THE LIME TWIG BY JOHN HAWKES

I haven’t slept properly for weeks. I lay on damp sheets, my hair on end. I peel myself, and check my phone. I dive into it, as though it were a dream. 4am. 5am. 4am. Circling time, I perceive the screen like a wildcat does a fire bristling in the distance. I lay back, conscious of my dreaming. Always dreaming; always awake. This is not insomnia, which sits on your chest and reads to you, politely pausing on occasions to allow you to interject and ask questions. This is life now. Always dreaming; always awake[…]Sometimes I see tiny, naked figures running along the carpet of my room, and hiding in the corners and behind the chest of drawers. I beckon them toward me, so that I can eat them, and re-emerge, and breach the surface of my unhappiness, for they were part of me once; but they are wise to me; they like me this way[…]For the first time I feel incapable of reading in a way that would allow me to write coherently about what I read. Every book that I pick up becomes part of the landscape of my dreams, of my dream-life, rather than another world into which I consciously escape[…]I had tried a number of times before to finish The Lime Twig, losing patience somewhere around halfway. This time, I didn’t finish it either, for you can’t finish something that is part of the fabric of your existence, or at least not until you too are finished[…]It was written by John Hawkes, a man about whom I know very little, and I like it that way. What I do know is that he is an American, and yet The Lime Twig is set in England, and feels English in the same way that Patrick Hamilton’s novels do[…]There is a dreary, grimy atmosphere throughout the book that is familiar to me, from my childhood especially, before the bleak northern city in which I was raised was redeveloped to resemble some fictional European tourist spot, some quaint idea in the mind of an outsider[…]There are references to ‘oily paper,’ to a mother’s ‘greasy bodice,’ to ‘premises still rank with the smells of dead dog or cat.’ There are smells everywhere, such that you experience The Lime Twig with your nose as much as with your eyes. With all your senses, in fact. Holding it, it feels sticky to the touch, dirty, oppressive, like blindly immersing your hand in a sink full of unwashed dishes[…]Oppression is the point, I think. The dreariness is simply one aspect of an overriding atmosphere of unease and uncertainty[…]From the opening paragraph, Hawkes begins to build the tension. When discussing Hencher’s pursuit of lodgings, Hawkes wonders: ‘what was it you saw from the window that made you let the bell continue ringing and the bed go empty another night.’ Suggesting that it was something unnerving, something intangible perhaps, a gut-feeling, an inexplicable foreboding[…]The nature of lodging is, when you think about it, mysterious and disquieting. A lodger is a stranger, someone without a home of their own and, it seems, neither family nor friends upon whom they can depend. Yet they too are potentially vulnerable, entering the home of another, or other strange persons[…]The word ‘nightmarish’, or some variation, is invariably used to describe the book, and for once that feels valid[…]While there is violence, including death, there is nothing about The Lime Twig that is genuinely frightening; plot-wise, in terms of action[…]Although it isn’t always clear what is happening[…]There is a sense of suspended time, or of ‘time slipped off its cycle'[…] The characterisation is thin, with the only one of note – Hencher – early killed off. Hencher, the only one with a story to tell, of life with mother and the war; and it is told wonderfully in the opening section, which Hawkes presents in the first person[…]The nightmare is in the uncertainty, in the murkiness out of which a plane can fall and land at your feet. But most of all it is Hawkes’ imagery that provides the cold water shock[…]The horse is not only a prop the author uses to make of his novel a kind of crime caper, it is ‘the flesh of all violent dreams’, it is an ‘animal whose two ears were delicate and unfeeling, as unlikely to twitch as two pointed fern leaves etched on glass, and whose silver coat gleamed with the colourless fluid of some ghostly libation and whose decorous drained head smelled of a violence that was his own.'[…]One way of looking at the novel would be as a cautionary tale, or as a comment on the humdrum, involving a couple – the Banks – who become embroiled in something dangerous, beyond their abilities and limited emotional scope, a modest wife who waits up for her husband, whose worst nightmare is that he not come home; but for that to work one would have to believe in the couple, and I didn’t. I did, however, believe in the horse, in its potency and magic, and, consequently, ultimately, in Hawkes himself, his imagination and ability to manipulate the English language into sinister and beautiful shapes[…]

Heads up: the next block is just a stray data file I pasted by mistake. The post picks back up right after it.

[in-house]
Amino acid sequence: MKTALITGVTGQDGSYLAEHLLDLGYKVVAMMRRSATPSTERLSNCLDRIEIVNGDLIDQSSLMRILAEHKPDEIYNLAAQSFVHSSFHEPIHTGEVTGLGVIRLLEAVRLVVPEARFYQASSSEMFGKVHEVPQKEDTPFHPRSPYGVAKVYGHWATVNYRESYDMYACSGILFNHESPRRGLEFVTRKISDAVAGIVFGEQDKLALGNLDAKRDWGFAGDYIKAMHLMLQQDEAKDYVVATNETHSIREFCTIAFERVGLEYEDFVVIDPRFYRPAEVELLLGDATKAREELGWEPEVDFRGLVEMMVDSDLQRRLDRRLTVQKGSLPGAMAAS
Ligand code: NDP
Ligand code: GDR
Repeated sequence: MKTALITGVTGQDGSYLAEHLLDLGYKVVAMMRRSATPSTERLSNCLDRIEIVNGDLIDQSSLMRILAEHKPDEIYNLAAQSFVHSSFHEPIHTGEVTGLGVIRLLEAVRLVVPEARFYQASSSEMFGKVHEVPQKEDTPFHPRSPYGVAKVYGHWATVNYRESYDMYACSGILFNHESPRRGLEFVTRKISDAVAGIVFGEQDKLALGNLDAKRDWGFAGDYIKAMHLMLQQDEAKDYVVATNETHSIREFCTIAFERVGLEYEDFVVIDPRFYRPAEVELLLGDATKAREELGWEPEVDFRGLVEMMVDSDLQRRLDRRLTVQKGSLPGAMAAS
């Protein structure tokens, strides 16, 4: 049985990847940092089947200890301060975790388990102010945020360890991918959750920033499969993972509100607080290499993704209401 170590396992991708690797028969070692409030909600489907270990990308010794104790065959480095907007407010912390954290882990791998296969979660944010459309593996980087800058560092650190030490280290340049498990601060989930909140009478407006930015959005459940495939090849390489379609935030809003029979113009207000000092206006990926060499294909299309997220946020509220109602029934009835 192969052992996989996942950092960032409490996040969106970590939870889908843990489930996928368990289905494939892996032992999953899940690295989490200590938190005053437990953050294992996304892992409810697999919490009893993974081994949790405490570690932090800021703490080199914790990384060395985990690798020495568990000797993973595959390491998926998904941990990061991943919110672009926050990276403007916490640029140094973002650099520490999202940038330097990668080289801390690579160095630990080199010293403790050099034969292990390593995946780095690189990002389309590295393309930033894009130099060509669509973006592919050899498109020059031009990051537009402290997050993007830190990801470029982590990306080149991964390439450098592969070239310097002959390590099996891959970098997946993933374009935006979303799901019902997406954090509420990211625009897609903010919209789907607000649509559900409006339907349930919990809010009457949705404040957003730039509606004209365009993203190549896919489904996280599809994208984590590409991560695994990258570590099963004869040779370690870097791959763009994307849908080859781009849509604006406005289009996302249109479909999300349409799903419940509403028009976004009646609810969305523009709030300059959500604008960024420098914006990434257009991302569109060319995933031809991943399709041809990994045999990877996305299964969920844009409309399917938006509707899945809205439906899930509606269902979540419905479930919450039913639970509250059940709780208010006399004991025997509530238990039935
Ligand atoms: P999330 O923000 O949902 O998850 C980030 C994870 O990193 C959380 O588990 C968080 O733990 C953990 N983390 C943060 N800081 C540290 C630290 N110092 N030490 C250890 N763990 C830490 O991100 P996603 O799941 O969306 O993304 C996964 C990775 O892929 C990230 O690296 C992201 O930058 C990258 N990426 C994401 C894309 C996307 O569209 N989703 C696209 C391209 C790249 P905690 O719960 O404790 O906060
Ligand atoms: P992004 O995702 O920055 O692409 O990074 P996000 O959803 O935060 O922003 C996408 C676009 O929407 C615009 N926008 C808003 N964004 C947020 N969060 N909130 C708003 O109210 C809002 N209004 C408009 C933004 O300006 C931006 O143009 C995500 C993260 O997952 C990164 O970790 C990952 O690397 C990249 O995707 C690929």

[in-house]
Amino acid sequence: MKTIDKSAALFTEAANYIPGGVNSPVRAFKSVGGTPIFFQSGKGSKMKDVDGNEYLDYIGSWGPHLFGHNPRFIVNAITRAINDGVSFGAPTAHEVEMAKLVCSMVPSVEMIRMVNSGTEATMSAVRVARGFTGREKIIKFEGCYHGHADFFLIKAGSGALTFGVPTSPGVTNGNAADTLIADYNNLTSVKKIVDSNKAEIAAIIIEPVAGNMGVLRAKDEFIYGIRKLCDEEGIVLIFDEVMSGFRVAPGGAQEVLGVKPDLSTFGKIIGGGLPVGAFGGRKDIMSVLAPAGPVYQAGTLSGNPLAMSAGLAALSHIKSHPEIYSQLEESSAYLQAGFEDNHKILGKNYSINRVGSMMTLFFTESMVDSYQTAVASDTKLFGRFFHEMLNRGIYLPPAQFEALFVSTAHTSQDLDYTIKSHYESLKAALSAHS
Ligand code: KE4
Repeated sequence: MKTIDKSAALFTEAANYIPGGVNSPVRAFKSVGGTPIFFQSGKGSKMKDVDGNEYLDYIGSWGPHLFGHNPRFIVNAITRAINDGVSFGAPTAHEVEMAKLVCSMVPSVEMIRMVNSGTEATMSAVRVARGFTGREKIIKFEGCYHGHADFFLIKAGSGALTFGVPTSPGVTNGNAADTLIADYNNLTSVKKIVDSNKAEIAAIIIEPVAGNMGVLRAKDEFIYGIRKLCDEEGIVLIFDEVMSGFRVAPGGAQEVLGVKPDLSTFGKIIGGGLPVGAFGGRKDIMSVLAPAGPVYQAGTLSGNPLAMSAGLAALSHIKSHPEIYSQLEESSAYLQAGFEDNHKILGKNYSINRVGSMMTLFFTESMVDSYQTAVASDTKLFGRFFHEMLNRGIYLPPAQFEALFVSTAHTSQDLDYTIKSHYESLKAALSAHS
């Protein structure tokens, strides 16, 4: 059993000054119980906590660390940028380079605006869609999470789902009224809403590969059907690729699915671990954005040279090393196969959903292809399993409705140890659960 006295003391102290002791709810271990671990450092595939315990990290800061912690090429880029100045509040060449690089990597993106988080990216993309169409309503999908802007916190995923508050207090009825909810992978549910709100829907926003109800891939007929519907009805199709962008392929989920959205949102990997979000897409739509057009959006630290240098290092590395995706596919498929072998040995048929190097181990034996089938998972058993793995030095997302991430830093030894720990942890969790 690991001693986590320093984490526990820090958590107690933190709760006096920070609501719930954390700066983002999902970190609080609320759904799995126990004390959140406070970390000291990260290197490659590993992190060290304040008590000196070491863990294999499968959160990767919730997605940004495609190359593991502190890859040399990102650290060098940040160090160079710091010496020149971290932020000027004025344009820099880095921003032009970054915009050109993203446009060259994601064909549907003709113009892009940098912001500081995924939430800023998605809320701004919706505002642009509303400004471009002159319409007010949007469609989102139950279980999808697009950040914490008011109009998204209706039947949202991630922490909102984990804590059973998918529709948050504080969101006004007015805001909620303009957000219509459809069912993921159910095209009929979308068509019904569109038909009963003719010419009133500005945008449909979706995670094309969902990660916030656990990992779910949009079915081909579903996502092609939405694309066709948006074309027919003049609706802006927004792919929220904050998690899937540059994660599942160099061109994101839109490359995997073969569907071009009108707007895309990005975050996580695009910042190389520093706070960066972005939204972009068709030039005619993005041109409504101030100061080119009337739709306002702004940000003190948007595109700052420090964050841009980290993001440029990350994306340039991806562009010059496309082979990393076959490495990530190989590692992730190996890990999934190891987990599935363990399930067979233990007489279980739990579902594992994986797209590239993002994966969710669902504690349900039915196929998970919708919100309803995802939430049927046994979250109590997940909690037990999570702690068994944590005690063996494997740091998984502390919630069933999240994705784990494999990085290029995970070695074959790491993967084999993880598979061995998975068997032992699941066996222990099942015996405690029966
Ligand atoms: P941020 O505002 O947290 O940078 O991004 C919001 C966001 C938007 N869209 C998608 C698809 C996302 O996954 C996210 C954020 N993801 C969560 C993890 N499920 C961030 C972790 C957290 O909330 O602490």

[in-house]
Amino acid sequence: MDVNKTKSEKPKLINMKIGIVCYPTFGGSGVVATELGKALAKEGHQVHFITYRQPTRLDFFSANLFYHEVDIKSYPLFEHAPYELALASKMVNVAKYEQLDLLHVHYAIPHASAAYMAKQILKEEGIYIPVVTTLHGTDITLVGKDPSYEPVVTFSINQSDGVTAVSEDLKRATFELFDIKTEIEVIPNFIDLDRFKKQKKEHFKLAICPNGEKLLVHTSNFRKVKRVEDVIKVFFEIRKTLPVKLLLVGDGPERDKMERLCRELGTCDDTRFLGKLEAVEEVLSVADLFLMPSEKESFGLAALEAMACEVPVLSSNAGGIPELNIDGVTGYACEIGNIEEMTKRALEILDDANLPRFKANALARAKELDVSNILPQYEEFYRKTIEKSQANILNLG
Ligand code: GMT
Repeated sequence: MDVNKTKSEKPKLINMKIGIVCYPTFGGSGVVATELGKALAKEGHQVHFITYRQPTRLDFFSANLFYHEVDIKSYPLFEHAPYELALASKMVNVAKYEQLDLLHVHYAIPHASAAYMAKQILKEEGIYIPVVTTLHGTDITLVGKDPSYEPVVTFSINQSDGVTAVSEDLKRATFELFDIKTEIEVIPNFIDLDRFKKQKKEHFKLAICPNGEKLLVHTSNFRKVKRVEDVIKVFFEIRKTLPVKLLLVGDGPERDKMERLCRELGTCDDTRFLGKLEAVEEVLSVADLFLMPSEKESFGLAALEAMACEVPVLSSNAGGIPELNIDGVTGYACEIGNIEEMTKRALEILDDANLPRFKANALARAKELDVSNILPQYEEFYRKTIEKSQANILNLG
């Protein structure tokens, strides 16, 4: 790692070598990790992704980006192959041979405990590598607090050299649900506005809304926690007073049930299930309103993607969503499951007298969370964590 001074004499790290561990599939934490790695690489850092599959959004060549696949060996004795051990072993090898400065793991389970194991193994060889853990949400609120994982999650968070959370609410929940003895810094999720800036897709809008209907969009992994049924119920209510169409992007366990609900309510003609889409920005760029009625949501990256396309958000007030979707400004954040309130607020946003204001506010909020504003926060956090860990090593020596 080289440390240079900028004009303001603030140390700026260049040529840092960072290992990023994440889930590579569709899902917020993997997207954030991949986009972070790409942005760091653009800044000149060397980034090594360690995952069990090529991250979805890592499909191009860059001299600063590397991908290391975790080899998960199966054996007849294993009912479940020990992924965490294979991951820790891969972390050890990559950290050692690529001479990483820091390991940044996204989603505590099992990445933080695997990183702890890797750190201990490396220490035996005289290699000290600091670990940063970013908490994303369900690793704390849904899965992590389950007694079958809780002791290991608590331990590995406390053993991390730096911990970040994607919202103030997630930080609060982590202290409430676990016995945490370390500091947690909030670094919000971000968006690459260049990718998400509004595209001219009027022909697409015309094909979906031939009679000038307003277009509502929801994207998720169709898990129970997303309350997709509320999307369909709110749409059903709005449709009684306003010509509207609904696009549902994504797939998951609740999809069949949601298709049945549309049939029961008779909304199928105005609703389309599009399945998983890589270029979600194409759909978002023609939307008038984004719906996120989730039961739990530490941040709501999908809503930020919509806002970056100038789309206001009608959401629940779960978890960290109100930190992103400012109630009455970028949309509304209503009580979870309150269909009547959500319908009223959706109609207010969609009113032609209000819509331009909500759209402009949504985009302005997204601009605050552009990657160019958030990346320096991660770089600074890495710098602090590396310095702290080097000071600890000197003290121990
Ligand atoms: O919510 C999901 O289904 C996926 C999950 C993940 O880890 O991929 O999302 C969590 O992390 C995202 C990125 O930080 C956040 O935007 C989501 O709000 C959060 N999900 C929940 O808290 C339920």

STEPS BY JERZY KOSINSKI

A friend suggested to me the other day that I might be suffering from some form of PTSD. I actively avoid the tv news and newspapers. I’m reticent to open letters. I flinch when someone knocks at the door. I came to believe, an early age, that the world is a grotesque place, and my behaviour, she said, is that of someone who does not wish to have his judgement backed up with further evidence. I withdraw into books, she said, because I’m wary of what exists outside of them. I withdraw into books that, in most cases, contain fictional worlds far removed from the grotesque one in which I live. Indeed, I once abandoned Jerzy Kosinski’s The Painted Bird after reading only a few pages. I was unwilling to take the weight of the child’s suffering upon my shoulders.